"Durham is a fascinating place in post civil war history," Trudi J.Abel, developer of the Digital Durham website, told the Visualization Friday Forum on March 20.
The Digital Durham website is a repository of maps, census data, photographs, personal and public records from post civil war Durham, built with grant support from the Center of Instructional Technology at Duke.
"The attempt for Digital Durham was to bring together special collections and manuscripts that had mainly been a part of the Duke Libraries," Abe said.
As of now the maps of Durham that have been digitized and available through the website are mostly pre-1923. Many of the post-1923 maps and manuscripts are still protected by copyright laws.
However, Abel has been in talks with the Mayor and is hopeful that these maps, including landscape, historic fire insurance, and other sketched maps, could be published on the website soon.
"One of the oldest views of Durham is of 1867-68, which was left by Lewis Blount. The only problem was that he carved out this map in 1923 based on how he remembered Durham at that time," Abel said.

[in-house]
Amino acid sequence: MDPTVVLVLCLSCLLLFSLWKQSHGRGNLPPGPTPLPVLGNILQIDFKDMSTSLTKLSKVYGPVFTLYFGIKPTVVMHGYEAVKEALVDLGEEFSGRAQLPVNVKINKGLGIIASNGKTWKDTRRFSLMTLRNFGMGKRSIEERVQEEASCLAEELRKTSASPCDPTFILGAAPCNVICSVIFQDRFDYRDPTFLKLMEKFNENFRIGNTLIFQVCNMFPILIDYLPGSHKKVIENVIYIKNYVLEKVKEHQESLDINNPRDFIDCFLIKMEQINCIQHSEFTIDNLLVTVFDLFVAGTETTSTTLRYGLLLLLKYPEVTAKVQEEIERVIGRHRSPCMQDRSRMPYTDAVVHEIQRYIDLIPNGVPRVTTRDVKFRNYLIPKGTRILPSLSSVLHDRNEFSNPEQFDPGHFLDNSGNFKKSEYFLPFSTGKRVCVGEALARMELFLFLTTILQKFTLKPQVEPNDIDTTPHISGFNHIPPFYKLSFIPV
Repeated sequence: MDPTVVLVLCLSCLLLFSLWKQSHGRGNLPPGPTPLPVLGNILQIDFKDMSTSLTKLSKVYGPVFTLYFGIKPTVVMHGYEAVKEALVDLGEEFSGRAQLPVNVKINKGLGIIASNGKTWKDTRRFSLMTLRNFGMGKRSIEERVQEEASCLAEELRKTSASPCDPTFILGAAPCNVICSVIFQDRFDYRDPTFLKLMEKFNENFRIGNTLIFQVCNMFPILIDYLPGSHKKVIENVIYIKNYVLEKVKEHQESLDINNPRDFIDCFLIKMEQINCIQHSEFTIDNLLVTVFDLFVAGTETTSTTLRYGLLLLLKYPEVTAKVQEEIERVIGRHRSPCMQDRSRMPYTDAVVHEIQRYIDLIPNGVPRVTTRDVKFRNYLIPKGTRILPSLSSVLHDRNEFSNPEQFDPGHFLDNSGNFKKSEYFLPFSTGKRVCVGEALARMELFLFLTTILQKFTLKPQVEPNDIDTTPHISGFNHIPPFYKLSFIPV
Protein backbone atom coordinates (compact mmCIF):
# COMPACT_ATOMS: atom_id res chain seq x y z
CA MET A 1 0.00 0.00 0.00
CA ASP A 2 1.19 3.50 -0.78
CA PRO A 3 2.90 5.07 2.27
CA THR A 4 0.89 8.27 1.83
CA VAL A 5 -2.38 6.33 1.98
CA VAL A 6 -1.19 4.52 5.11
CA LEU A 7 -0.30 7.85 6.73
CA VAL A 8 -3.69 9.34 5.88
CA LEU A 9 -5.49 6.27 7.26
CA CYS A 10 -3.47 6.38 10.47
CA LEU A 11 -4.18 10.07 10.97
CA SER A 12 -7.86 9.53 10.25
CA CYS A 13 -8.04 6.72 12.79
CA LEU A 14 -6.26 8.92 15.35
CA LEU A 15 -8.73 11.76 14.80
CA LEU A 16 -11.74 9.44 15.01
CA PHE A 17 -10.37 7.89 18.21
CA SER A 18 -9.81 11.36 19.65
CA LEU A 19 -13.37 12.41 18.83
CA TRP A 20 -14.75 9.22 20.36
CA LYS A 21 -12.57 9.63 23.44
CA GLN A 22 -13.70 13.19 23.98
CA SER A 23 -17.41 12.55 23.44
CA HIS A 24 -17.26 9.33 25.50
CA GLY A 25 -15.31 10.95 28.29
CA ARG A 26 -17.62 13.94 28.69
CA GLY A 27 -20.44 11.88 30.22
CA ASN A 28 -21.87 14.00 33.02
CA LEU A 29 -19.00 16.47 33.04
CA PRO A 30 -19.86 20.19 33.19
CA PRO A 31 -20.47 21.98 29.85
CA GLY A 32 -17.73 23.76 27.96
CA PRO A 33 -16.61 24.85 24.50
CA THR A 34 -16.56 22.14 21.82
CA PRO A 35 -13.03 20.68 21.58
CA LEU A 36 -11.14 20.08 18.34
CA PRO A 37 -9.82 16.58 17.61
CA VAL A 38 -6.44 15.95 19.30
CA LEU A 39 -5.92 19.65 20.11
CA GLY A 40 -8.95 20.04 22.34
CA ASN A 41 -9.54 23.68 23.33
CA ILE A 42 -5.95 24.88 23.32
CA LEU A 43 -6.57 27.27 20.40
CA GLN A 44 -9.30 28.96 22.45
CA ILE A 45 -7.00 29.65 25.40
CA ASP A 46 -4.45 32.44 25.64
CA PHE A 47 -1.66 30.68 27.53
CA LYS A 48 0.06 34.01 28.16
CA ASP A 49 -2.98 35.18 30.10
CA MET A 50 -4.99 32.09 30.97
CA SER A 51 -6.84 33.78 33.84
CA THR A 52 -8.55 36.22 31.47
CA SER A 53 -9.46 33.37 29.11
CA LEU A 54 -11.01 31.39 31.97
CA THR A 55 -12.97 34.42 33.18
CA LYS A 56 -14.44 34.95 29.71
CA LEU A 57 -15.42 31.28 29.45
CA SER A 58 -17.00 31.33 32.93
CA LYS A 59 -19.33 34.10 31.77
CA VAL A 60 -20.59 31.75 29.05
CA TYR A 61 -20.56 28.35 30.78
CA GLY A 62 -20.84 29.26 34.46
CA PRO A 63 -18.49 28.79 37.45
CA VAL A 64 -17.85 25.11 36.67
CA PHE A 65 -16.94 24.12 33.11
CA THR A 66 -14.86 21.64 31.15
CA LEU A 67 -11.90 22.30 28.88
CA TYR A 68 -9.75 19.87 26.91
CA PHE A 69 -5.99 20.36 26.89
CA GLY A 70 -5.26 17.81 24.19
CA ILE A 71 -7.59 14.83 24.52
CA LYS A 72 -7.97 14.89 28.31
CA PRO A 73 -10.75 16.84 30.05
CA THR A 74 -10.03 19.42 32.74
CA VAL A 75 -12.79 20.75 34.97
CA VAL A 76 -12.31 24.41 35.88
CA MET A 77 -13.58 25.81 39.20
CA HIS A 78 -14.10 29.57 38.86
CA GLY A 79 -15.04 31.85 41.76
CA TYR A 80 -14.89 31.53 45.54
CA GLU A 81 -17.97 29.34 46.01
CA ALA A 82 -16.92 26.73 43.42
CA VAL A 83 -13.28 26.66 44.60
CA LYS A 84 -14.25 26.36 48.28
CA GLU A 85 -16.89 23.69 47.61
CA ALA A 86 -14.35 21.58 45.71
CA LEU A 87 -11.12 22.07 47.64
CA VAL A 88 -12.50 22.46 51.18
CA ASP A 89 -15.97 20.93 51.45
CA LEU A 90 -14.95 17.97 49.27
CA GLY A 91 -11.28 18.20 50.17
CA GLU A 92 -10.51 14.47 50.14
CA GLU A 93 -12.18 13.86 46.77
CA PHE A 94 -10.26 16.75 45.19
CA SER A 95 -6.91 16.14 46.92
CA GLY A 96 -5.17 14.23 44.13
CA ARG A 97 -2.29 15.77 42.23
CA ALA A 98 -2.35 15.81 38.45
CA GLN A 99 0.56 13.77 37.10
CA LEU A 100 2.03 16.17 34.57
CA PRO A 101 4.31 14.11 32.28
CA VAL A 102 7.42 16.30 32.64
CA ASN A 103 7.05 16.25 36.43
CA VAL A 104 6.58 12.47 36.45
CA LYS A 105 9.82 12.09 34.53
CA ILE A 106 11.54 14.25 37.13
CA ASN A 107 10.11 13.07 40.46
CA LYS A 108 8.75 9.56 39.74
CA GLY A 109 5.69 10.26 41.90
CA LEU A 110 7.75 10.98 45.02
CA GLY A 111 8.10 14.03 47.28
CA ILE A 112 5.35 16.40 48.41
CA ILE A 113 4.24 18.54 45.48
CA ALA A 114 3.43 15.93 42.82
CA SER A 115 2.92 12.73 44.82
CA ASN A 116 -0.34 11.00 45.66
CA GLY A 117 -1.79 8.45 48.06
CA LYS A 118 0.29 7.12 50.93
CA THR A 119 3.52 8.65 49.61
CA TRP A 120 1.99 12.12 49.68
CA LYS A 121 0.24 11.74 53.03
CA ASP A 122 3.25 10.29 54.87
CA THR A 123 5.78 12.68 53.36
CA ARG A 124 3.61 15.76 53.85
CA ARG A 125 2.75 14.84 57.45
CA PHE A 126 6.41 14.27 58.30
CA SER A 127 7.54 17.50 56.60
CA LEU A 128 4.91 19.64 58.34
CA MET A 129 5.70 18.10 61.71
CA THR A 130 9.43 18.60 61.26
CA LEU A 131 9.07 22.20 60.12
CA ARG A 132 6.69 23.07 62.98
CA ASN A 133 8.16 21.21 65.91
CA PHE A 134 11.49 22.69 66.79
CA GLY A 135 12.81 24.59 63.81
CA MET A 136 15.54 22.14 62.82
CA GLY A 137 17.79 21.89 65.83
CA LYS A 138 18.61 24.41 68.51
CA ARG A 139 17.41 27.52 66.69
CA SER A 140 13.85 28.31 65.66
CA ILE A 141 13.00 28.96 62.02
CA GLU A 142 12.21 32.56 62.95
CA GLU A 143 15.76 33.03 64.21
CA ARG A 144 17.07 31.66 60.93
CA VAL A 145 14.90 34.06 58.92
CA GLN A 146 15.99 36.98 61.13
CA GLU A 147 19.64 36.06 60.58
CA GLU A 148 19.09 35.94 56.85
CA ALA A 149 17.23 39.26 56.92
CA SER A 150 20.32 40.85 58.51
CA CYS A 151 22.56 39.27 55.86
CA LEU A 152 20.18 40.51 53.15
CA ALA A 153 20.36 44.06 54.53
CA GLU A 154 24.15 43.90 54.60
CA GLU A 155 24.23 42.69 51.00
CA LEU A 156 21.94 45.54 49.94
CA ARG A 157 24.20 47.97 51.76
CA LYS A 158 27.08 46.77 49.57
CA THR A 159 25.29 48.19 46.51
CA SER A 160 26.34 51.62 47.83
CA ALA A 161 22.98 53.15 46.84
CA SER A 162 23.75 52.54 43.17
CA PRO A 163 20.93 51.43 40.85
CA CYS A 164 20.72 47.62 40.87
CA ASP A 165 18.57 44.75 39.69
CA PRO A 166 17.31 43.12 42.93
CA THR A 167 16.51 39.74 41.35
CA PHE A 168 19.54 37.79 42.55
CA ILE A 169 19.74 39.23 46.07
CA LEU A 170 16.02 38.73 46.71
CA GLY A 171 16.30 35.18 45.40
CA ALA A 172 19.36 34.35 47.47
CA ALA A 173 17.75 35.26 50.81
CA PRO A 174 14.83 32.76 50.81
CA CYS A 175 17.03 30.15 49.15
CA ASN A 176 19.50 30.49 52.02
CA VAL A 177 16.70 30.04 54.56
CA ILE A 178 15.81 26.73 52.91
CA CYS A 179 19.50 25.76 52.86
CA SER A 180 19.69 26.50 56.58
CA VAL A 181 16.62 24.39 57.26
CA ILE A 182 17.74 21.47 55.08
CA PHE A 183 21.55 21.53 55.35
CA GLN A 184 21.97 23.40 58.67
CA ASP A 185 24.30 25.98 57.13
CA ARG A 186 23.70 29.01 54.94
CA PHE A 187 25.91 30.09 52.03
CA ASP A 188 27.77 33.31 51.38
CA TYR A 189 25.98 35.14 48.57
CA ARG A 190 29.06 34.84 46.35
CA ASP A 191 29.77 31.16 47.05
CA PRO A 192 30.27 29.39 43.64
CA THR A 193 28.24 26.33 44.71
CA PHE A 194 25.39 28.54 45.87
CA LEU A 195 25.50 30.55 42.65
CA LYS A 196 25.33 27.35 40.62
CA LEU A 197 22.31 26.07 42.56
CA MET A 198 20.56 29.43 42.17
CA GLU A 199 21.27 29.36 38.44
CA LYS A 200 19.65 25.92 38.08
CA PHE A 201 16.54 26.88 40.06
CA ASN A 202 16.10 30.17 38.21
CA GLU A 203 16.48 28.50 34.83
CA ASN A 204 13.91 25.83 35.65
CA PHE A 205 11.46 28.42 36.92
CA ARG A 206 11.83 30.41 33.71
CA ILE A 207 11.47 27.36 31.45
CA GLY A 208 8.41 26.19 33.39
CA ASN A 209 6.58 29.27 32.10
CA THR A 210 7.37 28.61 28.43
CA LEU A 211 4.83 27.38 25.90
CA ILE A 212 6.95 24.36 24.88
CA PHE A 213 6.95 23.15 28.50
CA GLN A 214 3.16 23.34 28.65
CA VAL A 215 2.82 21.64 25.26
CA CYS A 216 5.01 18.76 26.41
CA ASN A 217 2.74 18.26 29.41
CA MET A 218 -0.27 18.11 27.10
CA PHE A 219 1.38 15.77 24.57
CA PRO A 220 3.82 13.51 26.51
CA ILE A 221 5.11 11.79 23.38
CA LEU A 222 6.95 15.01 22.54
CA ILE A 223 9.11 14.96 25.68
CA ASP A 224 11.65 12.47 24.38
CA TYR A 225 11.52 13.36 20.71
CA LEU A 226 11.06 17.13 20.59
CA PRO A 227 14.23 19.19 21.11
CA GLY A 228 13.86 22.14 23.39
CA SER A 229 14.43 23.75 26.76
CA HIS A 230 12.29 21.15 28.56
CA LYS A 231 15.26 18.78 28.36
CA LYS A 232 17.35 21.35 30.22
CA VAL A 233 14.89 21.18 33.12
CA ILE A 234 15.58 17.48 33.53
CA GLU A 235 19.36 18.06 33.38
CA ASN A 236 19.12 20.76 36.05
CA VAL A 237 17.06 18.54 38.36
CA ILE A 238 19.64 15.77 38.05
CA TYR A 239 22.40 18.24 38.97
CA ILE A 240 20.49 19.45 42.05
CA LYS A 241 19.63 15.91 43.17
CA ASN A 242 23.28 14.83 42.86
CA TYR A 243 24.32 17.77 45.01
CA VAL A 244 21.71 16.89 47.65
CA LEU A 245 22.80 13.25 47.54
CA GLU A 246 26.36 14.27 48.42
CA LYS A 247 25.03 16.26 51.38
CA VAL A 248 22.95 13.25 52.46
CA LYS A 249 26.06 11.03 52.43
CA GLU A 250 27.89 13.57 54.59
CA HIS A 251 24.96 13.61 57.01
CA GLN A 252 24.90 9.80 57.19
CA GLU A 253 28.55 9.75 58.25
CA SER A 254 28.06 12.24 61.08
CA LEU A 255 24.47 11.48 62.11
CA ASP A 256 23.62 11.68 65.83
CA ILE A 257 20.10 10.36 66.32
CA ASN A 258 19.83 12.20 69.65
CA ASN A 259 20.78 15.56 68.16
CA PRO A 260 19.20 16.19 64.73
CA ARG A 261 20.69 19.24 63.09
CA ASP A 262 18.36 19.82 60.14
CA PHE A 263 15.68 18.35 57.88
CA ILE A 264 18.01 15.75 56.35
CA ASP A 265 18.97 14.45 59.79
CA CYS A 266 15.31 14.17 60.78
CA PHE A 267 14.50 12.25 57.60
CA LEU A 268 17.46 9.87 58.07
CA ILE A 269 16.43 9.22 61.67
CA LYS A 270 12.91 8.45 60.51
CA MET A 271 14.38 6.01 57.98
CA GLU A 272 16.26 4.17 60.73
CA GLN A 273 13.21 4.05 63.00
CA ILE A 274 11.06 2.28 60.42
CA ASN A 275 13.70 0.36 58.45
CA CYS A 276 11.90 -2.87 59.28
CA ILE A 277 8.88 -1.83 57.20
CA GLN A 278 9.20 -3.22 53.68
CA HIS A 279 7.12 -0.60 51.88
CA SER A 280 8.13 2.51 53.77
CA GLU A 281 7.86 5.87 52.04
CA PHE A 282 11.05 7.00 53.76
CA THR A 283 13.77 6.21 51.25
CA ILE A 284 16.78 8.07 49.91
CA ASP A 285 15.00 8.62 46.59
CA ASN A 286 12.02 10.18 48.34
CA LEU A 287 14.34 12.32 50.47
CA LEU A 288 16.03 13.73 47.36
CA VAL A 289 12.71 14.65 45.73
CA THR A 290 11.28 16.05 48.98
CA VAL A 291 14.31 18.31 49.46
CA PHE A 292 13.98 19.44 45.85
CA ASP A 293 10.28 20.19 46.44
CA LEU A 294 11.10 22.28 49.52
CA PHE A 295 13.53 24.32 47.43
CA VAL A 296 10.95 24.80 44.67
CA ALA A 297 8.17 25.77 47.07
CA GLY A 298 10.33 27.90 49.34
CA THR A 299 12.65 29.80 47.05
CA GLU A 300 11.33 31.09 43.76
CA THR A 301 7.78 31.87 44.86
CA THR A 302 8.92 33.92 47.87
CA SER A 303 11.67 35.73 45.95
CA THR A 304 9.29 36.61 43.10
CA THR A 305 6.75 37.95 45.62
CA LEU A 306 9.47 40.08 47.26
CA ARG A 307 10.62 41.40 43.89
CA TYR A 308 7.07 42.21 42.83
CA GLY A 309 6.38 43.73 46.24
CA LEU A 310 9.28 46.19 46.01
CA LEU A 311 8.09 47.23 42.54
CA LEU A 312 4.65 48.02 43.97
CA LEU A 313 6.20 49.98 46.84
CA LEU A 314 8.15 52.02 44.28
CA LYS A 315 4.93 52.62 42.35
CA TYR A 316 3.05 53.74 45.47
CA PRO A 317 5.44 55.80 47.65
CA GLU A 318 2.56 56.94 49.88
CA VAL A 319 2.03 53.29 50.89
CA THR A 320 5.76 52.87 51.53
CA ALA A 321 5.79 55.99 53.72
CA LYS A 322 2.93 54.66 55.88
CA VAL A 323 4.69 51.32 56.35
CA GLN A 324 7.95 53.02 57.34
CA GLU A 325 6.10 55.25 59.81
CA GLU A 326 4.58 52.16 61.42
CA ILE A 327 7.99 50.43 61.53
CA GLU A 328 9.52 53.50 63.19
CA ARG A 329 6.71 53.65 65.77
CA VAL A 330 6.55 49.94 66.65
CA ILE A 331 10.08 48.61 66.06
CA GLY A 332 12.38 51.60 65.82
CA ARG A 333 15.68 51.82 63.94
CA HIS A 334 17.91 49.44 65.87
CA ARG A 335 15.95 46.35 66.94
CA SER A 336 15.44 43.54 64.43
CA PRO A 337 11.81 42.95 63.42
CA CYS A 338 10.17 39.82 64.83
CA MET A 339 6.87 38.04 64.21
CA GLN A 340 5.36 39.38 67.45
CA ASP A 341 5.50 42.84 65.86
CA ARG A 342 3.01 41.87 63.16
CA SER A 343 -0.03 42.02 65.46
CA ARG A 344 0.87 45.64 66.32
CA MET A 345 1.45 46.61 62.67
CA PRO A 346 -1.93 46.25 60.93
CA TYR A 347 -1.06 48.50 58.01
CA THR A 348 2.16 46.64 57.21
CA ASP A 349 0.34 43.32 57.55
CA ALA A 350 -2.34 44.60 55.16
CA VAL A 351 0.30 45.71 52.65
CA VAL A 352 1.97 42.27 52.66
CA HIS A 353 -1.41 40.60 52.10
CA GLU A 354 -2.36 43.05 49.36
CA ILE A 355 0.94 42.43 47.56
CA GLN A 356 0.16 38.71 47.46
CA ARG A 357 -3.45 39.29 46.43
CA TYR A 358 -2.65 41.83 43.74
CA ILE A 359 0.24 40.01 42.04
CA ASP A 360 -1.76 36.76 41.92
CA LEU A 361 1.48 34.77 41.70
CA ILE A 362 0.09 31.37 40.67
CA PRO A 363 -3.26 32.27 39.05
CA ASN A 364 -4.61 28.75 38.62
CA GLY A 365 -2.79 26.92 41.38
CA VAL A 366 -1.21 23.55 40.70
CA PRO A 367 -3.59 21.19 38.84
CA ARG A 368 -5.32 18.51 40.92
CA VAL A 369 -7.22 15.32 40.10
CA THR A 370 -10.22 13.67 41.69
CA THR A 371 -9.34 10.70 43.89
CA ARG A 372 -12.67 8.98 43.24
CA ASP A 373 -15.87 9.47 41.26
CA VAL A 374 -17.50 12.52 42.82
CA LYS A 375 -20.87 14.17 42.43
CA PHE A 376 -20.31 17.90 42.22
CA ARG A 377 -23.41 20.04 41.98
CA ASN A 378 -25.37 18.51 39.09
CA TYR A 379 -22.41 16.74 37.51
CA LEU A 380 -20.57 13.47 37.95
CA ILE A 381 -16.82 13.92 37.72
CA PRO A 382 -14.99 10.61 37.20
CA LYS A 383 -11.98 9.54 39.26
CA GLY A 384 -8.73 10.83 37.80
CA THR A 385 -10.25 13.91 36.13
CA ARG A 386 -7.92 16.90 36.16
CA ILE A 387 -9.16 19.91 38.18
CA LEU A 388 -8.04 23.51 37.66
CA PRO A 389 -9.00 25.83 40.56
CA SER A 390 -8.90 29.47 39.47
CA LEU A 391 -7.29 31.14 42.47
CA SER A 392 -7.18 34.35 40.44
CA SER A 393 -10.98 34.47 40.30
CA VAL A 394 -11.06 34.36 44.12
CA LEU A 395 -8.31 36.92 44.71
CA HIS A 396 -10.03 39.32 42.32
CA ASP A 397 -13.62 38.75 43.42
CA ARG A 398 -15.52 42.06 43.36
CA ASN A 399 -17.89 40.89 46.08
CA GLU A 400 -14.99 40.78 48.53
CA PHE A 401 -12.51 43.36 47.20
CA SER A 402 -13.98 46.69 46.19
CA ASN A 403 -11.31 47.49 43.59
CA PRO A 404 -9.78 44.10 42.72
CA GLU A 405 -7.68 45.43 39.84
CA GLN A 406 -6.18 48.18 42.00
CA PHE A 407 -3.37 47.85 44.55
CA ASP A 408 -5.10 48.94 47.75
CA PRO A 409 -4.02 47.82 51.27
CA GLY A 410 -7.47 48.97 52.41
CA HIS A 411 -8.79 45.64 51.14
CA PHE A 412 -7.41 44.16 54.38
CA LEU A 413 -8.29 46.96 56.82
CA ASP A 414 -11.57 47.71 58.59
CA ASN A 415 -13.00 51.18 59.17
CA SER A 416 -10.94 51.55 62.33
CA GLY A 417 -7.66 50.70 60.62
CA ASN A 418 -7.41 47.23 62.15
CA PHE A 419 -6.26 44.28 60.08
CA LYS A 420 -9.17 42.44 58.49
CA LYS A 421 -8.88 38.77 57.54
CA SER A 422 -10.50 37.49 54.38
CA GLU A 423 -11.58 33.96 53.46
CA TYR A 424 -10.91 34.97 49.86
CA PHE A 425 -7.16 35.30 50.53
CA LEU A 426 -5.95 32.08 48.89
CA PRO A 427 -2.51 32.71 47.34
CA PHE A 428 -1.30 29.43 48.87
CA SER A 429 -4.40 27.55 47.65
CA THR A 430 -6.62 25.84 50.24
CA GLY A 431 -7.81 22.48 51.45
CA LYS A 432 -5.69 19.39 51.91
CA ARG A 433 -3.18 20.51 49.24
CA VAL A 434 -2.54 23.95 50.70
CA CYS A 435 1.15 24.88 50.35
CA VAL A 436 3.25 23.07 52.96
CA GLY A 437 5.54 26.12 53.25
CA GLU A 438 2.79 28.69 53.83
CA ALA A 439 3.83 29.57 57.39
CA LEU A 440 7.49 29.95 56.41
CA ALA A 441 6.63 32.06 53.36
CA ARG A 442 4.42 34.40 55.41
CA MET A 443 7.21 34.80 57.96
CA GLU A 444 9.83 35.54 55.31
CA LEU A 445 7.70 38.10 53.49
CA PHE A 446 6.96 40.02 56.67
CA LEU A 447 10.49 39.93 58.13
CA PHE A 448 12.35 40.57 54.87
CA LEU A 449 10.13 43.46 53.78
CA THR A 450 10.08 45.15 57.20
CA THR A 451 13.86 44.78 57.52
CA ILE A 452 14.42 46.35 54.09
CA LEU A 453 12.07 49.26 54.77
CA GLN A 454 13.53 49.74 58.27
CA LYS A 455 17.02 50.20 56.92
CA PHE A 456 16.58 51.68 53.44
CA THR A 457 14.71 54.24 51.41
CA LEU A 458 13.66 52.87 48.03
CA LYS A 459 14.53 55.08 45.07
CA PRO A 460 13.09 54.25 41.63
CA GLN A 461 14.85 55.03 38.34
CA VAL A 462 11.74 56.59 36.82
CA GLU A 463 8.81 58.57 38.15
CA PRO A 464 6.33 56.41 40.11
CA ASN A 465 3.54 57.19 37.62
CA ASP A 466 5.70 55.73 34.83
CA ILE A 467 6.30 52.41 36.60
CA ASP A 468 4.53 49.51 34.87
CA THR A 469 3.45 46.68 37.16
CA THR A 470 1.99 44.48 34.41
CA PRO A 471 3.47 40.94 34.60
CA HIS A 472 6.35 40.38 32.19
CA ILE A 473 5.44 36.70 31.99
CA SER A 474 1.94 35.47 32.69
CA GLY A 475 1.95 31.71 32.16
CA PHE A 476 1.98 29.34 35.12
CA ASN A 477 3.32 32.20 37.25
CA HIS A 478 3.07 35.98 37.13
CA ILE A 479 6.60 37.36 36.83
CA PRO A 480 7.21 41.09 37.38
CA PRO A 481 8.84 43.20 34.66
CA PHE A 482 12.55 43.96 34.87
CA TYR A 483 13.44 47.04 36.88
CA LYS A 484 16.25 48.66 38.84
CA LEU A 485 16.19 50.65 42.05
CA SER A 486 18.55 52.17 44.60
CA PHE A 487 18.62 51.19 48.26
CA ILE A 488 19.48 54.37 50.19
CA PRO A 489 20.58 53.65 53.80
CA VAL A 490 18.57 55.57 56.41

She said these historic maps and census data can help explore the race and occupational diversity in different areas and analyze how segregation occurred in the various regions. Abel's current focus is to broaden the collection of historic maps of Durham, and trying to integrate satellite imagery and other sets of statistical data and tie it together for a detailed analysis.
"We are trying to put historic maps on Google Earth and compare the present infra- structure with the one that existed about a century ago. For example, we overlaid an 1888 map of Sanborn on Google Earth to analyze the changes that have taken place over time."
Abel also plans to make an interactive 3-dimensional map of Durham that can extract people's names, race, occupations and addresses and observe behavior of a particular population set through time.
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